University News

Teach-in calls for end to sweatshop purchases

Senior Staff Writer
Thursday, March 15, 2012

The Student Labor Alliance urged students to end sweatshop labor for collegiate apparel at a teach-in presentation last night. About 25 students, mostly SLA members, attended the event in Salomon 001.

“If you go into the Brown Bookstore and you look at the things being sold, the sweaters, the T-shirts – almost everything is being produced in a sweatshop,” said Gabrielle Tomson ’15, a member of the alliance. “Almost everything is produced by people earning poverty wages.”

Tomson called for students to “pressure the University” against using sweatshop labor to manufacture clothing and other goods.

SLA leaders Mariela Martinez ’14 and Stephanie Medina ’14 visited Honduran and Salvadoran factories this semester on a trip sponsored by the United Students Against Sweatshops. Martinez and Medina, who collected narratives from factory workers and examined their working and living conditions, showed video clips and photographs at the teach-in.

“What’s going on is a violation of all our vendor codes,” Martinez said. “Here we are, not doing anything.”

SLA called for students to combat sweatshop labor by endorsing factory disclosure and University codes of conduct.

SLA’s next step is encouraging the University to renew its commitment to the Designated Suppliers Program, which enforces fair codes of conduct in factories producing university apparel. Despite claims that the suppliers program violated antitrust laws, the Department of Justice announced last December that it would not challenge the program.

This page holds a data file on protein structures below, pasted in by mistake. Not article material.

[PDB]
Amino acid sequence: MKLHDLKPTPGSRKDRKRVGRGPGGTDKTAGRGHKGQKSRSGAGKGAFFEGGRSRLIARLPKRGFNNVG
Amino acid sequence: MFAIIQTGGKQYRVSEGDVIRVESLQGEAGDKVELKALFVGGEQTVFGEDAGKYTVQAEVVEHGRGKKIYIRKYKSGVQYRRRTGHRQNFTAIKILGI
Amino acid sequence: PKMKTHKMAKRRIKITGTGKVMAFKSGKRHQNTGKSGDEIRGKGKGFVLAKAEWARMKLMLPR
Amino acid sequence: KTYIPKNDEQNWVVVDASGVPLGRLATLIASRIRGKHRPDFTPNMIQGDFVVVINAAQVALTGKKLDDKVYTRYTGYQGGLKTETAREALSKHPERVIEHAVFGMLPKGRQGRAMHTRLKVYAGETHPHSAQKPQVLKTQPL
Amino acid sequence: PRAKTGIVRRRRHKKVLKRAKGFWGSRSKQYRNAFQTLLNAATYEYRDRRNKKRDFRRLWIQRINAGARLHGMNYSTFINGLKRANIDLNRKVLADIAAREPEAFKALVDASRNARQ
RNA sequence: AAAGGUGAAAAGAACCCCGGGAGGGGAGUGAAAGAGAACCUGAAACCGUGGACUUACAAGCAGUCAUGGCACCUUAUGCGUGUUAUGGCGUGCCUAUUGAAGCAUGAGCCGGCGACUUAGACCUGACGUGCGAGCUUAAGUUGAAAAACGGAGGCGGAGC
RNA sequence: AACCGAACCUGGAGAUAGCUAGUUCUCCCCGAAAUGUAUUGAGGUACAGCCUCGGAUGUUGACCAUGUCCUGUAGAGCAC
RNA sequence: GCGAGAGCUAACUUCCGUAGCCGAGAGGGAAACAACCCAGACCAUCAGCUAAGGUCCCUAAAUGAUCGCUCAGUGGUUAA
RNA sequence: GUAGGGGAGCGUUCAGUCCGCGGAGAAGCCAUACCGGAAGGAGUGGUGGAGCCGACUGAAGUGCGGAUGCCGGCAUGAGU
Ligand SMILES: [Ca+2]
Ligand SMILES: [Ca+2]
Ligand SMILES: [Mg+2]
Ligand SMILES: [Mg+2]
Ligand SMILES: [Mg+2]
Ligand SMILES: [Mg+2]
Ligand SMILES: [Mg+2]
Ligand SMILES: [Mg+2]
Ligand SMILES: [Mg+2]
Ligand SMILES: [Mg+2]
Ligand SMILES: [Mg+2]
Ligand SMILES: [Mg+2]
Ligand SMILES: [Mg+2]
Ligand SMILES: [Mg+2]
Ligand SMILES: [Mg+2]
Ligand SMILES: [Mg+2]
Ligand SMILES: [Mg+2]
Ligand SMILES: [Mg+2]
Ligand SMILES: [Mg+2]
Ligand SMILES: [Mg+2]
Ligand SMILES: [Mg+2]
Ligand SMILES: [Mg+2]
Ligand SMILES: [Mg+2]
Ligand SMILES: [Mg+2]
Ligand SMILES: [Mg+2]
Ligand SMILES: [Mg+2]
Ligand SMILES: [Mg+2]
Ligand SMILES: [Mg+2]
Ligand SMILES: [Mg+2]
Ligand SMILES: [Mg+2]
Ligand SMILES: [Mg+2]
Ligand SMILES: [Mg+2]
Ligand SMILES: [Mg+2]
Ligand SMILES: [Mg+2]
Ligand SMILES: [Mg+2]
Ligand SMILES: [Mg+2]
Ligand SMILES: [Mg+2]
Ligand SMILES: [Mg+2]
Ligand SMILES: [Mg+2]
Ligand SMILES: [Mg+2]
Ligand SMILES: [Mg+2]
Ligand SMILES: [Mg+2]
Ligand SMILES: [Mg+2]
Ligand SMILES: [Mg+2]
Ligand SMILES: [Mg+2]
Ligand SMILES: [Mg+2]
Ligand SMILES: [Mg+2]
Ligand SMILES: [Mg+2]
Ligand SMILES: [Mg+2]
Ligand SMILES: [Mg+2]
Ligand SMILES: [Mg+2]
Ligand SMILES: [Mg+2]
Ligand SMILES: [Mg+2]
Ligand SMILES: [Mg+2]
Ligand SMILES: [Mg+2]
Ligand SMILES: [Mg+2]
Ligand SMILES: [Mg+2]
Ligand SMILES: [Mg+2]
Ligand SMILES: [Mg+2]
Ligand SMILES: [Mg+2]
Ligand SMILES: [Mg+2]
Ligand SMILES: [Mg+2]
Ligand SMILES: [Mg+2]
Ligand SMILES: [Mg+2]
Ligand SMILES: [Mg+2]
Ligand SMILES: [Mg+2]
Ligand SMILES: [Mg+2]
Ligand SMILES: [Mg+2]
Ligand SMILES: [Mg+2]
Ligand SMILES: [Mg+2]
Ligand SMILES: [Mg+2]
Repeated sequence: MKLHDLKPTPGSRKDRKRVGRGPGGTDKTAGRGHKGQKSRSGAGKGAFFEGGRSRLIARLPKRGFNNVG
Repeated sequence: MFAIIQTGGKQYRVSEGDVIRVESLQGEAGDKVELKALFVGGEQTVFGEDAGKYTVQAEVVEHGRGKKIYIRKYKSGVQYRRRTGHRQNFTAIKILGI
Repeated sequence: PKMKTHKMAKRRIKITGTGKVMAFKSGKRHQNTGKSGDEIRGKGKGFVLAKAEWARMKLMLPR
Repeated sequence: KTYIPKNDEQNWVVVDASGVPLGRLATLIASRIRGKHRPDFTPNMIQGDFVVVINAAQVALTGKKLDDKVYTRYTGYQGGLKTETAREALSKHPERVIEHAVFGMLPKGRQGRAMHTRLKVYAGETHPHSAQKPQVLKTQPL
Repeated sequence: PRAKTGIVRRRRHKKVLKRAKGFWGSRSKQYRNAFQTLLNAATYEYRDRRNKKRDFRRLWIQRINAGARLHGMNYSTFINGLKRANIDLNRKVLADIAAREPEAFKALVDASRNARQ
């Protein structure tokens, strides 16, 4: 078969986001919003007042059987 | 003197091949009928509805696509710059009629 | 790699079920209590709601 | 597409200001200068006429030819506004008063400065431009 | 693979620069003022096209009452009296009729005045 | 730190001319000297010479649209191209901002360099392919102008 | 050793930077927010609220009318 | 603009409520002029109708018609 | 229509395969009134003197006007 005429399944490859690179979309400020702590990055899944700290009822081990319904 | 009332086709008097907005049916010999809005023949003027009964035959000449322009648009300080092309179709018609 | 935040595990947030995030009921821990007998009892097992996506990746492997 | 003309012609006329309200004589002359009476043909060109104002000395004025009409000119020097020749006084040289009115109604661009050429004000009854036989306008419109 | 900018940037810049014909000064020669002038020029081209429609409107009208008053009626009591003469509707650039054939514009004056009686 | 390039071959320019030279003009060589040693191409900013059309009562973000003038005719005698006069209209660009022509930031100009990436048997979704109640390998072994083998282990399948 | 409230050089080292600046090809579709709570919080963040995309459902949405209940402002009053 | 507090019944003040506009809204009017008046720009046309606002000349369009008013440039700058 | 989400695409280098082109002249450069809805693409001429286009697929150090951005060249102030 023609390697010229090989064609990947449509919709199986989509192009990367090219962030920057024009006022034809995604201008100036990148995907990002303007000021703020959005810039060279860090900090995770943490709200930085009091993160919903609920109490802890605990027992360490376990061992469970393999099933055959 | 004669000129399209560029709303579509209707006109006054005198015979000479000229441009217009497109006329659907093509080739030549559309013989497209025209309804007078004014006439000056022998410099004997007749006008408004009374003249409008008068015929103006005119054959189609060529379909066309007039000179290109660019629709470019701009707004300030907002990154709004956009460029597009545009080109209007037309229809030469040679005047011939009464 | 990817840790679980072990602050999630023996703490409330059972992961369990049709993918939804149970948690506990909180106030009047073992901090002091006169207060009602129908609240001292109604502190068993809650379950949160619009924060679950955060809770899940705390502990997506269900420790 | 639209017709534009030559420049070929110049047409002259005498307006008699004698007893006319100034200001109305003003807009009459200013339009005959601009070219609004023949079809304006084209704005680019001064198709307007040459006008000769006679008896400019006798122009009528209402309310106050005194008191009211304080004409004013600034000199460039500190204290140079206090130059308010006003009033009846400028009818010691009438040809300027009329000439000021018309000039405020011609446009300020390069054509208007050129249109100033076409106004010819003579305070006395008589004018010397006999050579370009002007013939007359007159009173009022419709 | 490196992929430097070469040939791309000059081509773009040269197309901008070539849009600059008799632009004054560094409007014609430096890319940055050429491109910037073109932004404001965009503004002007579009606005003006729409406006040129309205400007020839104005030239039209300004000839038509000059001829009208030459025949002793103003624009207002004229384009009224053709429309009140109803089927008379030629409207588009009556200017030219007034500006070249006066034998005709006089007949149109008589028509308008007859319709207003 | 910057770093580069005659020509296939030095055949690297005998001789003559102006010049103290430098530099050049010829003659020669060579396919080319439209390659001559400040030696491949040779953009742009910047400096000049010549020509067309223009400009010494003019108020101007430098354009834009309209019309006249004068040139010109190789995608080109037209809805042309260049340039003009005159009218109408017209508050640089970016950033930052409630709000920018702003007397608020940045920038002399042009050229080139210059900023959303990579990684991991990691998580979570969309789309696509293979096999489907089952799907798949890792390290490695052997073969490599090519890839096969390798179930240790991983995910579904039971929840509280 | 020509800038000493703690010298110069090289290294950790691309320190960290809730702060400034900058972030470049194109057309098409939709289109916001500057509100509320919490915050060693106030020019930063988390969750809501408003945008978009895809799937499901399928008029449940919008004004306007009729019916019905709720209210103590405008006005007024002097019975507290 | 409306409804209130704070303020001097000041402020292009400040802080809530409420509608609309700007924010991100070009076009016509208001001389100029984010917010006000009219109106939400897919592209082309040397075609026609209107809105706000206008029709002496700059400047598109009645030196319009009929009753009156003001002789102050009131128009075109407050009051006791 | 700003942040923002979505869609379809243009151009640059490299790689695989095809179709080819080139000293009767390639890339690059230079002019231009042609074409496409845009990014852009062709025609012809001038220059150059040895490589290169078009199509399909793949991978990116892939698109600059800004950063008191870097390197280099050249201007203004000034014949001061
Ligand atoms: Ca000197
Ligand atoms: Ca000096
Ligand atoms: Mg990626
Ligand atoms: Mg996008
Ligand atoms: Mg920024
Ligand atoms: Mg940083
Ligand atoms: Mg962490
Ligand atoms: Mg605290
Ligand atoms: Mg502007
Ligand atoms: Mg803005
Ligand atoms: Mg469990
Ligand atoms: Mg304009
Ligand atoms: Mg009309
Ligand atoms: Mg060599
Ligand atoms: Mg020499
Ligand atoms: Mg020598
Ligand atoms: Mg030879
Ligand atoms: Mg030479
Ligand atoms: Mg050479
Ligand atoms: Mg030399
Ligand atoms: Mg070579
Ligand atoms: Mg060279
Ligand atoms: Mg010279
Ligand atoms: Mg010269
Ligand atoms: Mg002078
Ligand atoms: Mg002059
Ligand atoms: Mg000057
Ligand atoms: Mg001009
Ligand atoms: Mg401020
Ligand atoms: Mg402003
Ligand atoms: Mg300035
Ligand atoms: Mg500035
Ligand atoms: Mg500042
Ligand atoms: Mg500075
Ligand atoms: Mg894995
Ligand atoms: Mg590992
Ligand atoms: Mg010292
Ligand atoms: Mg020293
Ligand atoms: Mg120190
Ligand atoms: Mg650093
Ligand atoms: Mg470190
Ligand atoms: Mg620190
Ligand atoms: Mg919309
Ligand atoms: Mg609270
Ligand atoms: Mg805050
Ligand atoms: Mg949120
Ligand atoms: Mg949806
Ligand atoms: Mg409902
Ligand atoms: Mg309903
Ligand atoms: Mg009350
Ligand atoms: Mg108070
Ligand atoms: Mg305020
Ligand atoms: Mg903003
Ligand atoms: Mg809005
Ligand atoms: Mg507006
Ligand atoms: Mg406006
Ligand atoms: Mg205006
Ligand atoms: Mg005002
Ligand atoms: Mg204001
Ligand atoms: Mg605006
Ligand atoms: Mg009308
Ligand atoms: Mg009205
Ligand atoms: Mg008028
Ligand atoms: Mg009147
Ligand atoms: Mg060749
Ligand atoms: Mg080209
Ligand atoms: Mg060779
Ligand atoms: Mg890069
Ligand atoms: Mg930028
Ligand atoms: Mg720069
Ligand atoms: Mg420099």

The University first endorsed the program in 2008, according to an online memo.

SLA is planning follow-up events to mobilize student support, including a lie-down protest next Wednesday on the Main Green against further sweatshop labor. SLA members will meet with University administrators following the event to ask Brown to recommit to the suppliers program.

“I’m in a class about the Asian American movement right now, and this week we’re reading a book called ‘Sweatshop Warriors,'” said Brian Lin ’12. “I thought it was important not only that I read about this, but that I understand what my peers are doing to investigate.”

Lin said he was influenced by the event. “I’m definitely going to tell my class about this and bring five or 10 friends from my class to the event (next Wednesday),” he said.

Organizers argued that ending sweatshop labor also has far-reaching effects.

“If we are able to raise their standard of living and actually remember that there are hands behind the sweaters and hands behind the products, we can put a face to the hands and not just see them as a third party,” Medina said. “We can raise the standard of living for all people.”

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